It’s important to promote your design business. This is especially true when economic times are challenging, you’ve got news to announce, or you’re simply hungry for growth. Many forms of promotion are available to the modern designer – with banner ads and Google AdWords among the most popular. In this digital age, it’s easy for web and graphic designers to overlook one of the most effective and fun forms of promotion: the mail campaign. In an era when people are accustomed to communicating electronically, the value and meaning of something you can hold in your hands is greater than ever before.
The promo mailer is perhaps most popular among illustrators and graphic designers working for editorial clients, which means that it is a powerful, untapped resource for some web designers. Likewise, it was probably a much more common practice ten years ago than it is today due to the rise of online promotion techniques – but those who ignore its potential are missing out on a tool with the power to gain new clients, increase web traffic, and attract publicity for your business and events.
This promotional mailer for Ultra Design Co. includes 3-D posters (complete with 3-D glasses!). Designed by Humberto Howard/UDC
Common types of mailers include postcards and brochures, but designers featured in this article have produced everything from faux newspapers to toys and even promotional eyepatches.
In other words, this can and should be much more than just another opportunity to promote your work. It is also an opportunity to have a heap of fun, think outside the rectangle, and even present former and potential clients with a unique objet d’art. If you give them a piece of art and design that they’re unlikely to forget, then they’ll be unlikely to forget you.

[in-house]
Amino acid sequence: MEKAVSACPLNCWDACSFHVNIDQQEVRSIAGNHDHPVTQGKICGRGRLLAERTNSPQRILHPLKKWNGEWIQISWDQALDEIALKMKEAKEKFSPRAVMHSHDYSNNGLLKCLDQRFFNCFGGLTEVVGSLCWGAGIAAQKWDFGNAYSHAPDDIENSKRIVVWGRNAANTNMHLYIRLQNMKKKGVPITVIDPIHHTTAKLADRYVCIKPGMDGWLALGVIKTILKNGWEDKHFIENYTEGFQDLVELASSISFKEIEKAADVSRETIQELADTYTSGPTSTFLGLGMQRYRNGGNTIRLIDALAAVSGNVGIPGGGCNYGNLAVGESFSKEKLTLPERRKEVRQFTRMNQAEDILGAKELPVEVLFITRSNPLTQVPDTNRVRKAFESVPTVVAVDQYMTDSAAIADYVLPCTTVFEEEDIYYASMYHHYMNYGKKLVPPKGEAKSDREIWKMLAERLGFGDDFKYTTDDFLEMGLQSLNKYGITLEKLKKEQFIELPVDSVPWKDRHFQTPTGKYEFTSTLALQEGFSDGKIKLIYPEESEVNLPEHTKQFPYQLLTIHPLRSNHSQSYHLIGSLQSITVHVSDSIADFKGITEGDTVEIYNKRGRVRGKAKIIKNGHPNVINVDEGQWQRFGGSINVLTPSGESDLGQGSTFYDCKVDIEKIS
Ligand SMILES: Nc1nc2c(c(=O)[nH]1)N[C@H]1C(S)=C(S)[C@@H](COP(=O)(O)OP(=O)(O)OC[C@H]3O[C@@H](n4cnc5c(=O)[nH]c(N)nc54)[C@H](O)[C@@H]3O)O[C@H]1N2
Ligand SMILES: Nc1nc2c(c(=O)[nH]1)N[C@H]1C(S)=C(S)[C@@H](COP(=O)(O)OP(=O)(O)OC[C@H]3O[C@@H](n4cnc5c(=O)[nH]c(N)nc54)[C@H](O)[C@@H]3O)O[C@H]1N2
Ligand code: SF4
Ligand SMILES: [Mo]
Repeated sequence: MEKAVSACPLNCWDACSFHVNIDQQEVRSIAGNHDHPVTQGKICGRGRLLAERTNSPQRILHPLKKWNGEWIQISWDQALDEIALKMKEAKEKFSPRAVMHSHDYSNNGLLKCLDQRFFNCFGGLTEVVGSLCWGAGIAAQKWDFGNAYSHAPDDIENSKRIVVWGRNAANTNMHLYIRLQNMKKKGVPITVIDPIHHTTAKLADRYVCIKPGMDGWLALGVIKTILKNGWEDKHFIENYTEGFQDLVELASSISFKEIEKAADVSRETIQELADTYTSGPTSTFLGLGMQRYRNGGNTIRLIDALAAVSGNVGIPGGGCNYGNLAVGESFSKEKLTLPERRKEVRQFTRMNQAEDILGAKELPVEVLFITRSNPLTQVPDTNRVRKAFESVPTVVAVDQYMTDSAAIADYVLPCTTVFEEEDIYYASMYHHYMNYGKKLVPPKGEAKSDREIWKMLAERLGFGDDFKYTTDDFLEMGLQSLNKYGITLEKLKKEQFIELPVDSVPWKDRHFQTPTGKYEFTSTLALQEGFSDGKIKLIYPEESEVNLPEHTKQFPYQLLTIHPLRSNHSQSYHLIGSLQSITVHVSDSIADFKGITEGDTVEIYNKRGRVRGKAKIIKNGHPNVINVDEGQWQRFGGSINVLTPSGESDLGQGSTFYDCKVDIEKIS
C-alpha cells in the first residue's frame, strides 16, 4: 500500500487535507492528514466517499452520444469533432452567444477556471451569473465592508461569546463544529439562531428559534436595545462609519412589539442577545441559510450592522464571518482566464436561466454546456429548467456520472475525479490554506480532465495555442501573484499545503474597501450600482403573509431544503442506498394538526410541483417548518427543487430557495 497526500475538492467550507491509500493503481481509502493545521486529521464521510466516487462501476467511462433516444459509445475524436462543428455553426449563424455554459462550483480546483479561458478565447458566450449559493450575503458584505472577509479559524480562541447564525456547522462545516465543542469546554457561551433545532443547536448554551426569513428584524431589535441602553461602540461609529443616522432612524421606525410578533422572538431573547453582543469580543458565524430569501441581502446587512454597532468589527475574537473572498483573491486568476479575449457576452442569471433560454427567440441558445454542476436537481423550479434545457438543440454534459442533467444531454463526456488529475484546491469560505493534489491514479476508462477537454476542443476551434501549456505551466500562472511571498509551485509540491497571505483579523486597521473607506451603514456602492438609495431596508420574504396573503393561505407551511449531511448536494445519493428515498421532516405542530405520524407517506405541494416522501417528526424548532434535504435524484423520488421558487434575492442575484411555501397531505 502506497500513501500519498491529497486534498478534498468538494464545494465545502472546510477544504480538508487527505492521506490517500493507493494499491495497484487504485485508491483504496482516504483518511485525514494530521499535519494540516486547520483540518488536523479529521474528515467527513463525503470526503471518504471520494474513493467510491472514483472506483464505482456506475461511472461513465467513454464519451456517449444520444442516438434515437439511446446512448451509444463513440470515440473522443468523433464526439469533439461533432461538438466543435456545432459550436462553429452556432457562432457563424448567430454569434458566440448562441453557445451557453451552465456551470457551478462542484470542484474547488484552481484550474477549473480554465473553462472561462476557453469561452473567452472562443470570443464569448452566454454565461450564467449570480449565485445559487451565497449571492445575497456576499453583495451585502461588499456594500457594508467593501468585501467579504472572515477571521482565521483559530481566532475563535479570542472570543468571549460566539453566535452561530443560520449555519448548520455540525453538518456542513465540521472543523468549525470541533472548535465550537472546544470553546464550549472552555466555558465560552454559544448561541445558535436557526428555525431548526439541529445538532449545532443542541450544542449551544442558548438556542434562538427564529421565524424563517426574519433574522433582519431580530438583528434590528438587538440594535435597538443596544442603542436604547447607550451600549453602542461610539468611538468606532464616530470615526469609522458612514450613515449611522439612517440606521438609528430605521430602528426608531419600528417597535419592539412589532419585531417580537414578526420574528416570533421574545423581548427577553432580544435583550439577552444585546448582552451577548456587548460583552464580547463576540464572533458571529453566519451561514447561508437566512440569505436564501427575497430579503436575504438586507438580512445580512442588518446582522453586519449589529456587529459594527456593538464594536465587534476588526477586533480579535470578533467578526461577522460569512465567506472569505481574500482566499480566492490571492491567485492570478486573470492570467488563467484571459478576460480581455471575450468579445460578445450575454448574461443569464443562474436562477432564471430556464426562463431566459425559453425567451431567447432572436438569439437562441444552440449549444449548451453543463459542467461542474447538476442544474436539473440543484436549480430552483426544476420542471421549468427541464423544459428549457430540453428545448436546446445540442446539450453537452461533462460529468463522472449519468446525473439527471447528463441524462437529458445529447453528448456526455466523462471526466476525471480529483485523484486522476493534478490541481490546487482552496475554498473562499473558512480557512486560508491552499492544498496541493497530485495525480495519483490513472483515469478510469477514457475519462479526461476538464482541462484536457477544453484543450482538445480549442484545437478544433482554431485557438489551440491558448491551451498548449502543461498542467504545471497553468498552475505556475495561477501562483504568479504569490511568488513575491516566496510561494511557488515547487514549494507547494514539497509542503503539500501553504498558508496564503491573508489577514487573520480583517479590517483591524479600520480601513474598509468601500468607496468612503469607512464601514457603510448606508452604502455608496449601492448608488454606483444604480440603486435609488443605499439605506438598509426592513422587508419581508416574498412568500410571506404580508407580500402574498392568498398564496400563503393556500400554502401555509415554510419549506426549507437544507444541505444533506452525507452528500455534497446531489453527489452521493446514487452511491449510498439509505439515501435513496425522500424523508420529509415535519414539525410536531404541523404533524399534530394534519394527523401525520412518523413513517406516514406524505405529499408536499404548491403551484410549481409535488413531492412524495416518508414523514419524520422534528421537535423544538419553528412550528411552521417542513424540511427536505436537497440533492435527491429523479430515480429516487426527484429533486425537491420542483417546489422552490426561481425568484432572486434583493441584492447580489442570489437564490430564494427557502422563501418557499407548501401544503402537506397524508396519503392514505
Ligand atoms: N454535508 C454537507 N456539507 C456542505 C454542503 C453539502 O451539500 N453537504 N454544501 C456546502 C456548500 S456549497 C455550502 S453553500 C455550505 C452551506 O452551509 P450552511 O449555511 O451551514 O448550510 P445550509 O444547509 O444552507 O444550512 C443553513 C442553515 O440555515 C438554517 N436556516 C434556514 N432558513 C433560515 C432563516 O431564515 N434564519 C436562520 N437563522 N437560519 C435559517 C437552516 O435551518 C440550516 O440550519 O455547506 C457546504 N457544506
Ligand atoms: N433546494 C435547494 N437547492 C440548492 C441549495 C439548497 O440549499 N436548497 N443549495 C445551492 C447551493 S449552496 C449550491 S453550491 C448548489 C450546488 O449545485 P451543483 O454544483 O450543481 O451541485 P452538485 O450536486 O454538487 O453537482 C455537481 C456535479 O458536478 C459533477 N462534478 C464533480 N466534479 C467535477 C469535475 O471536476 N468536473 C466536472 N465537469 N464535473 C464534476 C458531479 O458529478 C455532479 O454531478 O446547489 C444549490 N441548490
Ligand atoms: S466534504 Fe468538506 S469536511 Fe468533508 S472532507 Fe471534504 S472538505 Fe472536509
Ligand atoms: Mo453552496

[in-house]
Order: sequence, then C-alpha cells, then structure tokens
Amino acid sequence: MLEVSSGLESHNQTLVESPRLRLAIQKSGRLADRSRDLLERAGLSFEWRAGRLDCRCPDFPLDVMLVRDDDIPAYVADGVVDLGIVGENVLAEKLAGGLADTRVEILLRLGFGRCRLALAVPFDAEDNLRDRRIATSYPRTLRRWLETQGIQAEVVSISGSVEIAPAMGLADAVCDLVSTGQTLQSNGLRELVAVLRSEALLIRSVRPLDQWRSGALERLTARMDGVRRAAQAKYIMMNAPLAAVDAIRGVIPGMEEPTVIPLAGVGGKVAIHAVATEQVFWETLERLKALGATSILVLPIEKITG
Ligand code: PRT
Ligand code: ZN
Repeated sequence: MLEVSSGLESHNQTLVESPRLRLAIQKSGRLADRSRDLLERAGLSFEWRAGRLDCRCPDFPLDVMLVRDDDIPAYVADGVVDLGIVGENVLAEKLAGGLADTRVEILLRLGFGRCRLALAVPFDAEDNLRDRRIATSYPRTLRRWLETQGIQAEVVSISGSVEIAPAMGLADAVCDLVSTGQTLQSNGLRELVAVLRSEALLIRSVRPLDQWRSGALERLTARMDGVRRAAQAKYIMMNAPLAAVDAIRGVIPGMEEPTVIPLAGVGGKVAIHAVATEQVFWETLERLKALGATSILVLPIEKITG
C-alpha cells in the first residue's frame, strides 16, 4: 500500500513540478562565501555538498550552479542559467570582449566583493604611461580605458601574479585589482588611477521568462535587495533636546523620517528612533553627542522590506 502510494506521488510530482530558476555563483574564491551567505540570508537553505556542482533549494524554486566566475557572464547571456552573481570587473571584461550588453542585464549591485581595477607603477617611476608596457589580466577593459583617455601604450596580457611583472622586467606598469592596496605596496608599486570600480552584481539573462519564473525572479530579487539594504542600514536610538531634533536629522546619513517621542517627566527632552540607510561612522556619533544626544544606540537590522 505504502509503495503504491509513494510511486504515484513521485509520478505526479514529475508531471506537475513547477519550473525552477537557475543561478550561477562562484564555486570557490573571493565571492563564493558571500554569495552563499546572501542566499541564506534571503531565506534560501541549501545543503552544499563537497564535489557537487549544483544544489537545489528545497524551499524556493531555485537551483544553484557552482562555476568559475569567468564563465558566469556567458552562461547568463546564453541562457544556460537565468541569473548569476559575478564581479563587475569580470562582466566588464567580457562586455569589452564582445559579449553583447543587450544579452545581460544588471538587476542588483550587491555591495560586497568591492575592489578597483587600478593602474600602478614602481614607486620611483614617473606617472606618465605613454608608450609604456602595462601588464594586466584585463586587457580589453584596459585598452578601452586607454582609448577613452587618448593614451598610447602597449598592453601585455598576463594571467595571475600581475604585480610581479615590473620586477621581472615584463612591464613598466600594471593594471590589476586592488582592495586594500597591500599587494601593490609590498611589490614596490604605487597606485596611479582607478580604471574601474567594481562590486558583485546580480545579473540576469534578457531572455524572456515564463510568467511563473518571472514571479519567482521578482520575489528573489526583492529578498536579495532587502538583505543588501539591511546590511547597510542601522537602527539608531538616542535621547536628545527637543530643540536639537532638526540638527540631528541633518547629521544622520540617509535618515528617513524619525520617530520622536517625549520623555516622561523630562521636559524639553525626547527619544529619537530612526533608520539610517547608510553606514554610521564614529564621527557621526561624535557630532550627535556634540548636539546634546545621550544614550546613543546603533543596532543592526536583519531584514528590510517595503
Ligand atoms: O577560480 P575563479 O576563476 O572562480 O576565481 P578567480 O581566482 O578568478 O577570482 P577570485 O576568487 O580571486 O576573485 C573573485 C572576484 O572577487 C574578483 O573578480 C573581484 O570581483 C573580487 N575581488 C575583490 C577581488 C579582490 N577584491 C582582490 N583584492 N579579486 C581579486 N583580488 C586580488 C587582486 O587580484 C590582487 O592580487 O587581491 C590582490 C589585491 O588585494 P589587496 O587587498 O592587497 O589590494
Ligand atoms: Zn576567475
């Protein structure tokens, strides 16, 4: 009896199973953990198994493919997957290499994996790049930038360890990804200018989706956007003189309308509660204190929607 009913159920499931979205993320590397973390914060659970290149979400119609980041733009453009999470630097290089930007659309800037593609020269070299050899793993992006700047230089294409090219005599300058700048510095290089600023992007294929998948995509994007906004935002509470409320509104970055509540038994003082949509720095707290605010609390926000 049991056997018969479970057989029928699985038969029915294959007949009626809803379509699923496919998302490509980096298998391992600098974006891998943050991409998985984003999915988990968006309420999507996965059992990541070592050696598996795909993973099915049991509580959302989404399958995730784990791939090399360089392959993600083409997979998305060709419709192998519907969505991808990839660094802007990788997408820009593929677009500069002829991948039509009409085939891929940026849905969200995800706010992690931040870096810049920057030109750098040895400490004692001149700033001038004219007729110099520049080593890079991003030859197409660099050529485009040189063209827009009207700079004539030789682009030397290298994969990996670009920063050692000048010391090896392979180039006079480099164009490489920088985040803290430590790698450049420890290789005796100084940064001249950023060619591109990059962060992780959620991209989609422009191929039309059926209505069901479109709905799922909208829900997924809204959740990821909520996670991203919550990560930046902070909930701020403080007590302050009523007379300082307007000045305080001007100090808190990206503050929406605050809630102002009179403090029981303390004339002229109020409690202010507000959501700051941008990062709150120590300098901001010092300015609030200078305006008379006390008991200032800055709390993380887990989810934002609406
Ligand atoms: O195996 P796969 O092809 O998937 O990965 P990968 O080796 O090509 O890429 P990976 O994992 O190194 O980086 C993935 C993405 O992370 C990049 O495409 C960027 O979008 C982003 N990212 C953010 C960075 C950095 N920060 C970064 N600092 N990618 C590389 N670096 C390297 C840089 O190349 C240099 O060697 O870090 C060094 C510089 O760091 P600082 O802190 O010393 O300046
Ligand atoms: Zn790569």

How to Create a Postcard
Promo postcard by author and designer Dan Redding at Magnetic State
The type of mailer that you send is limited only by your imagination, but the most common form is the postcard (we’ll look at other forms momentarily). Postcards come in a variety of sizes (standard is 4.25” by 6”) and are available on cardstocks in a variety of weights and finishes. There is no right or wrong way to create a postcard design, but one steadfast rule is that your greatest talents and skills should be in the spotlight. You’ll probably only have a moment to connect with the recipient of your card, so be bold and communicative.
Your design work should go on the front – perhaps your strongest portfolio piece, or a small selection of them – along with your name, URL, and a list of services provided: ‘Illustration and Design,’ ‘Graphic Design and Web Design,’ etc. The back of the postcard usually includes a designer’s logo along with contact information. Some designers will print a huge logo or alternate design back here, while others will leave enough space for a personal, handwritten note. No matter what your design, make sure to consult USPS guidelines to ensure that your design is acceptable for mailing (any quality printing company can assist you with this).